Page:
Continuing where we left off yesterday…
One of the most interesting beers of the night came from Leelanau Brewing, located in Petoskey, MI. Fittingly so the beer was named the Petoskey Pale Ale. I’m including a link to their description of the beer because I don’t think I can do it justice. All I can say is that I would definitely seek it out again. Hopefully this summer will include a brewery tour to that area of the state and if so, Leelanau Brewing is on the hit list.
Sadly, I followed up a couple of the best beers of the night with one of the worst. Actually, I can’t say it was bad as in undrinkable but it came up short in holding up to the name and it was a Pumpkin Porter from Crankers. I’m sure by now you have had at least one or two of the grand plethora of seasonal pumpkin beers. Even if it’s just something from one of the larger mainstream craft breweries you should have a good idea of what to expect in a pumpkin beer. Pumpkin beers should have some sort of flavor component that defines them as such, like pumpkin pie spices, or that pumpkin or squash “gourdy” flavor. This beer had none of that, it was devoid of all defining pumpkin flavors. That being said, it wasn’t a bad beer. It just tasted like a plain old porter and would have been better had it been marketed as such.
After that sad sampling we decided to dive into the hard cider selection. Hard apple cider is something that has gained a lot of steam over the past few years with new ciders popping up seemingly weekly. This is a good thing because cider seems to be a gateway to the craft beer world for a lot of people. With brands like Woodchuck, Angry Orchard, and Redd’s pushing cider mainstream it’s easy to see that craft hard cider is coming on strong as well.
The four ciders that we tried were actually grouped together at the same table right in the middle of the room. The first cider we had was something I had tried in the past, but Kerry had never experienced. It was the Cata-Wampus from Blake’s Hard Cider. Cata-Wampus is a dry hopped hard cider. Dry hopping is adding hops post-boil during fermentation. Dry hopping a hard cider is something I had never heard of until recently and the result is incredibly unique. The hops lend a good citrus aroma and a touch of bitterness that plays off of the sweetness of the hard cider very well. I have to say though, this is probably something that you will either love or hate, similar to a sour or smoked beer. It is something you should experience before passing judgement.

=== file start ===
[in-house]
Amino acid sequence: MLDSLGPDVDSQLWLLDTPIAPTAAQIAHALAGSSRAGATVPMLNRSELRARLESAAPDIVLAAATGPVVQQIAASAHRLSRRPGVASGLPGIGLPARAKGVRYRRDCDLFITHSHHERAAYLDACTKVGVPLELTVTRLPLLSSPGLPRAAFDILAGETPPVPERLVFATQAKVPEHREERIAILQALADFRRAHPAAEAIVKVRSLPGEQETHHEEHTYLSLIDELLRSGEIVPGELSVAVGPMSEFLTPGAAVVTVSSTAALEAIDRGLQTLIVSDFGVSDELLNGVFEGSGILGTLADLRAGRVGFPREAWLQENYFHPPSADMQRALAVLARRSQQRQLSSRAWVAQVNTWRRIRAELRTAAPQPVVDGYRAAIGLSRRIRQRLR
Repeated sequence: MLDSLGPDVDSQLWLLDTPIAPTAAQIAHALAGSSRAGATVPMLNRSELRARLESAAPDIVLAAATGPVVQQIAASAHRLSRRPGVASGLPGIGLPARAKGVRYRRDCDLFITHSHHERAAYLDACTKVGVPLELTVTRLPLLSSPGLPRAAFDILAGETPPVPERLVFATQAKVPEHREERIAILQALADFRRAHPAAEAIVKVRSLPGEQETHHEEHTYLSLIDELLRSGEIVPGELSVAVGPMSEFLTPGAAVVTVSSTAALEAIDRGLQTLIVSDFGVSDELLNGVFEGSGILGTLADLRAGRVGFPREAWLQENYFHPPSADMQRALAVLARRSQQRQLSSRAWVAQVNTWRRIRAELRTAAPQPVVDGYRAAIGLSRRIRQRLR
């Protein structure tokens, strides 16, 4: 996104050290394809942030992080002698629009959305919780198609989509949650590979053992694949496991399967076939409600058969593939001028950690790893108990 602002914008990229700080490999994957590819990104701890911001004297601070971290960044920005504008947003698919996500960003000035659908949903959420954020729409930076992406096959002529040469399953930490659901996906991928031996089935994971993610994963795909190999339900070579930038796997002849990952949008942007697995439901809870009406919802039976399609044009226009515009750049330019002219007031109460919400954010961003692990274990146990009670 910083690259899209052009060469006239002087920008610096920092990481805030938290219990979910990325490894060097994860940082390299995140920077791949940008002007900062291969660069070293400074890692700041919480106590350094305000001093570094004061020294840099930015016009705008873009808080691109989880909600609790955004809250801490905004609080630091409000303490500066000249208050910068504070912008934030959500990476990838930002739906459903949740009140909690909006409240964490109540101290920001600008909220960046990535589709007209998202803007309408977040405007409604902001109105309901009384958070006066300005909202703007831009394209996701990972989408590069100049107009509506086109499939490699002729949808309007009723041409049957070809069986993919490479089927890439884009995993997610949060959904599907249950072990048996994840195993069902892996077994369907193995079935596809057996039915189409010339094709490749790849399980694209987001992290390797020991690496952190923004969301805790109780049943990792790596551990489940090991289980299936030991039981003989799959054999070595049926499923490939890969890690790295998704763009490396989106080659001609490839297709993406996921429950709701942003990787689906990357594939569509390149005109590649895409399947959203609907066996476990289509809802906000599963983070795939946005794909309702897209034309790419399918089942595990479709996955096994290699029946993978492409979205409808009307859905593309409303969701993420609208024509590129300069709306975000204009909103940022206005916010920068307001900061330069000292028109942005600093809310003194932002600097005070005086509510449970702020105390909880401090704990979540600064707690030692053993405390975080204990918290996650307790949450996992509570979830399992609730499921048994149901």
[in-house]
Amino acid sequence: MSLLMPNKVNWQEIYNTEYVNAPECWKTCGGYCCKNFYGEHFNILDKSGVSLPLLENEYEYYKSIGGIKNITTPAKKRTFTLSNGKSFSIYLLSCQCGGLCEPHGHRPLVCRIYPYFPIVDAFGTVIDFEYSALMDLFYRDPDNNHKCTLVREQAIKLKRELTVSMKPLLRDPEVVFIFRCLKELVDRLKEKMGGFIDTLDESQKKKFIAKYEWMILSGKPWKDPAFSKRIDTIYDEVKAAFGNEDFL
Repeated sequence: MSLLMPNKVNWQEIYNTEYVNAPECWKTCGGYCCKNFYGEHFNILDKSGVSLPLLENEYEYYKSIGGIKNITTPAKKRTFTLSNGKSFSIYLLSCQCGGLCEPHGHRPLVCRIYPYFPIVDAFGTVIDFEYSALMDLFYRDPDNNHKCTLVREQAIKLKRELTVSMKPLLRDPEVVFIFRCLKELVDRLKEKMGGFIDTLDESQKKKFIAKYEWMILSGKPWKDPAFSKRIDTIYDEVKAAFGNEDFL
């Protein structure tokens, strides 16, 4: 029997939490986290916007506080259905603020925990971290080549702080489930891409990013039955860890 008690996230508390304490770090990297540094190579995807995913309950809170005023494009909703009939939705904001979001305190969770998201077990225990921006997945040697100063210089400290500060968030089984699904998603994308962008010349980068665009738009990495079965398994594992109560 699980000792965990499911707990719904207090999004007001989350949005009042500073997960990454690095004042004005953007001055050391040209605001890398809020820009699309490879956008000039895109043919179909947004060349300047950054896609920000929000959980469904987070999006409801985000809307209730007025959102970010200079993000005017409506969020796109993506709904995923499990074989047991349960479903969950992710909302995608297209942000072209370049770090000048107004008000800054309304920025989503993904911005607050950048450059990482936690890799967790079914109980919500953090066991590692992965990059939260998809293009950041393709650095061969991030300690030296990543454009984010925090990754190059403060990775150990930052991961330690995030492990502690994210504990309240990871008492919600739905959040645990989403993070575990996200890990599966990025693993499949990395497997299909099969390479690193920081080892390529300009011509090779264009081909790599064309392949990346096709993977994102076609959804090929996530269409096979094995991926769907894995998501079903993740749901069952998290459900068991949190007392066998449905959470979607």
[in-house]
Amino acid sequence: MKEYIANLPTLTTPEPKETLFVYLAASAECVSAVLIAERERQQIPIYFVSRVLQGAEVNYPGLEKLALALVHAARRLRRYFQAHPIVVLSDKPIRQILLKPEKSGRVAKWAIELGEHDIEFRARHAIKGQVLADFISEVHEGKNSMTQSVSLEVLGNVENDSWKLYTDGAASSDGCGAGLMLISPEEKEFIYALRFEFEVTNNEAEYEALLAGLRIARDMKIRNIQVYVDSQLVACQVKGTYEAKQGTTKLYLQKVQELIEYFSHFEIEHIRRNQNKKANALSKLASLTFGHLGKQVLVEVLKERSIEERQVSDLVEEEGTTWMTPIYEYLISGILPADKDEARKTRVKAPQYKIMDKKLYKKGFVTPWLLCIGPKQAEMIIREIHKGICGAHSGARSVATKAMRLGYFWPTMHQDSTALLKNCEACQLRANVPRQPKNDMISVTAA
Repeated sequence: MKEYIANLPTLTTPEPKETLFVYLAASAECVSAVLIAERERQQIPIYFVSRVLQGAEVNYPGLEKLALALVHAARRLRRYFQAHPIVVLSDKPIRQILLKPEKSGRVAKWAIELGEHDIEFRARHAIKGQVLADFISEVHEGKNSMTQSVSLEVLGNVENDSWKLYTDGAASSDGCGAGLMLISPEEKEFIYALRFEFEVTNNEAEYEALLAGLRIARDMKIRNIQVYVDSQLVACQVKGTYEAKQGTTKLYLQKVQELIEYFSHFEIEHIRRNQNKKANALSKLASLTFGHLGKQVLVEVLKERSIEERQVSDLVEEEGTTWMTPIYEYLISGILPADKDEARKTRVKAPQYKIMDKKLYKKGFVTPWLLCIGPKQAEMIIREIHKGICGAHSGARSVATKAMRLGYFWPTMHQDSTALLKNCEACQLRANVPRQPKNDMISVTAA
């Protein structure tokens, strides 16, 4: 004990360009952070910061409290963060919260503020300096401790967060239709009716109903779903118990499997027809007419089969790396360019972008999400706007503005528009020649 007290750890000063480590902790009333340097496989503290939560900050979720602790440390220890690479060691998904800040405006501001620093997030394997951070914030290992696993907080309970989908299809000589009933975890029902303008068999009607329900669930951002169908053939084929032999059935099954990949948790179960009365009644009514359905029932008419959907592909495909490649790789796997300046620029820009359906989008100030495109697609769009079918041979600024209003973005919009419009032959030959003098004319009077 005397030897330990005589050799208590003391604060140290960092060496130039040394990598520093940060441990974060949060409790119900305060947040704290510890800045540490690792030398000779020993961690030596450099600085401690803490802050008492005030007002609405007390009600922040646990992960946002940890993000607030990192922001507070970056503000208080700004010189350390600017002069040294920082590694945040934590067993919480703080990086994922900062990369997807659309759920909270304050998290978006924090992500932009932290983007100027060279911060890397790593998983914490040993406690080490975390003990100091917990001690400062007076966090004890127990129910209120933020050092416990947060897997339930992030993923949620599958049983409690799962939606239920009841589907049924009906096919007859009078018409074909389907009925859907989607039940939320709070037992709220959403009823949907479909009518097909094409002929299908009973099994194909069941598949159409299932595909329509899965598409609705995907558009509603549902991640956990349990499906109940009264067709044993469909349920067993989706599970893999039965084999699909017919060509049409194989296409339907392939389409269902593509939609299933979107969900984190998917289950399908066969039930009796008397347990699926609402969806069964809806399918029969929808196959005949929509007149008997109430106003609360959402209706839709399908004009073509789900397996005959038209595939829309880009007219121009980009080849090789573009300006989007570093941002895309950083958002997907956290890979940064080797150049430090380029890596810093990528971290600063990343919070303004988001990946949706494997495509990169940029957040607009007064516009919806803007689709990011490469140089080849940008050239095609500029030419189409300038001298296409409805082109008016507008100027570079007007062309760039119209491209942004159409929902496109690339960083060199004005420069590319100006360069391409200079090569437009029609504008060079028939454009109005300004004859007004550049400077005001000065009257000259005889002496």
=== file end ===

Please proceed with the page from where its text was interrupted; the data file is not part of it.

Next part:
The second offering from Blake’s was their El Chavo. El Chavo is a hard cider with mango and habanero peppers. Once again, in the same spirit of the Cata-Wampus, this is a very unique flavor profile. Just like the Cata-Wampus’s dry hopping gives a citrusy bite, the habanero peppers give this a hot kick but it doesn’t seem to linger. Pairing things that really don’t seem to belong together in beers and ciders is a growing trend that I firmly believe is a great thing.
The final two ciders we tried were both from McKenzie’s Hard Cider . I had never heard of them before, but I feel that’s something that I’ve been missing out on. While neither of their flavors were groundbreaking, they were both well flavored and just sweet enough to not taste like a dry wine. One was a Black Cherry hard cider, which I think is one of the better fruit flavored ciders that I have tried recently. The second was their Lazy Lemon hard cider. I really liked the Lazy Lemon. The lemon flavor gave it the taste of a hard lemonade while still retaining the apple cider flavor and finish. It kind of took me back to a day when Mike’s Hard Lemonade was a new and novel product. However, unlike Mike’s, this was something I think you could drink more than a couple of before feeling overwhelmed by the sweetness.
Tomorrow I’ll be posting about the most unsuspected winner along with the greatest disappointment. I’m sure you are all filled with suspense.